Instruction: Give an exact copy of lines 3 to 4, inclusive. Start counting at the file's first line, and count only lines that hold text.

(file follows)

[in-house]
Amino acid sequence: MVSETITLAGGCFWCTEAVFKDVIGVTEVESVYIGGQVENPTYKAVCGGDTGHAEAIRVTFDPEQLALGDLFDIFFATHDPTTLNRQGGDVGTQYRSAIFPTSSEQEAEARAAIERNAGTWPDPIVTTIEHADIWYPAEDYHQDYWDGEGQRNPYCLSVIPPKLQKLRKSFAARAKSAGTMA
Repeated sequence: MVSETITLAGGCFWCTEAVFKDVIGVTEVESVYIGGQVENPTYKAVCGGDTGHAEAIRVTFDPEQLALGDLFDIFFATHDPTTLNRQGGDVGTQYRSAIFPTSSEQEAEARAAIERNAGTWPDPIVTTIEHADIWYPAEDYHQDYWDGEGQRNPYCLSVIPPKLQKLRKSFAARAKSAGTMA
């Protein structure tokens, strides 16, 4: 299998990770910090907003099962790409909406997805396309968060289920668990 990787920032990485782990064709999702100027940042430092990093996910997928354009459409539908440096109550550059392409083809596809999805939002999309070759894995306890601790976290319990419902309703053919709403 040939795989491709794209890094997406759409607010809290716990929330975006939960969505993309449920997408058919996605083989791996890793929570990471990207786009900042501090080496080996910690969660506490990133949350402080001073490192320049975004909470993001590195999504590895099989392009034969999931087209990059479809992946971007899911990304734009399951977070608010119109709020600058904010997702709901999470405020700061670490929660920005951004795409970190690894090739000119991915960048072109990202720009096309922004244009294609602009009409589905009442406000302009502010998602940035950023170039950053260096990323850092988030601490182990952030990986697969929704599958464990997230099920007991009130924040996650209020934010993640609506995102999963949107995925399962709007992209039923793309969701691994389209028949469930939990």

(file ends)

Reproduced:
Repeated sequence: MVSETITLAGGCFWCTEAVFKDVIGVTEVESVYIGGQVENPTYKAVCGGDTGHAEAIRVTFDPEQLALGDLFDIFFATHDPTTLNRQGGDVGTQYRSAIFPTSSEQEAEARAAIERNAGTWPDPIVTTIEHADIWYPAEDYHQDYWDGEGQRNPYCLSVIPPKLQKLRKSFAARAKSAGTMA
């Protein structure tokens, strides 16, 4: 299998990770910090907003099962790409909406997805396309968060289920668990 990787920032990485782990064709999702100027940042430092990093996910997928354009459409539908440096109550550059392409083809596809999805939002999309070759894995306890601790976290319990419902309703053919709403 040939795989491709794209890094997406759409607010809290716990929330975006939960969505993309449920997408058919996605083989791996890793929570990471990207786009900042501090080496080996910690969660506490990133949350402080001073490192320049975004909470993001590195999504590895099989392009034969999931087209990059479809992946971007899911990304734009399951977070608010119109709020600058904010997702709901999470405020700061670490929660920005951004795409970190690894090739000119991915960048072109990202720009096309922004244009294609602009009409589905009442406000302009502010998602940035950023170039950053260096990323850092988030601490182990952030990986697969929704599958464990997230099920007991009130924040996650209020934010993640609506995102999963949107995925399962709007992209039923793309969701691994389209028949469930939990």